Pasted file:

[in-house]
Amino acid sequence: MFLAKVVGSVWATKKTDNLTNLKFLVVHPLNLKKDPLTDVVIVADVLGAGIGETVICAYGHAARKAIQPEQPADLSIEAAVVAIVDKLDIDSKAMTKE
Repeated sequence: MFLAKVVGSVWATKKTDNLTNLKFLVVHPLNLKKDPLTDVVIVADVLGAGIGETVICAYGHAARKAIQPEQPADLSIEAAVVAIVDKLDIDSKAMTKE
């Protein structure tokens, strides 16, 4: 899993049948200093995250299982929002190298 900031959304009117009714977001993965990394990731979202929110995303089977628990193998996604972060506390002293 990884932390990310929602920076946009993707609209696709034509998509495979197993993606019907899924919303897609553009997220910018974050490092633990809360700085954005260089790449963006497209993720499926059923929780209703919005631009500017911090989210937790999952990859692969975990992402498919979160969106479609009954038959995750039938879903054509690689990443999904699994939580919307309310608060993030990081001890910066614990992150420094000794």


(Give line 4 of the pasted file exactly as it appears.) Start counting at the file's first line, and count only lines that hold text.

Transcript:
């Protein structure tokens, strides 16, 4: 899993049948200093995250299982929002190298 900031959304009117009714977001993965990394990731979202929110995303089977628990193998996604972060506390002293 990884932390990310929602920076946009993707609209696709034509998509495979197993993606019907899924919303897609553009997220910018974050490092633990809360700085954005260089790449963006497209993720499926059923929780209703919005631009500017911090989210937790999952990859692969975990992402498919979160969106479609009954038959995750039938879903054509690689990443999904699994939580919307309310608060993030990081001890910066614990992150420094000794």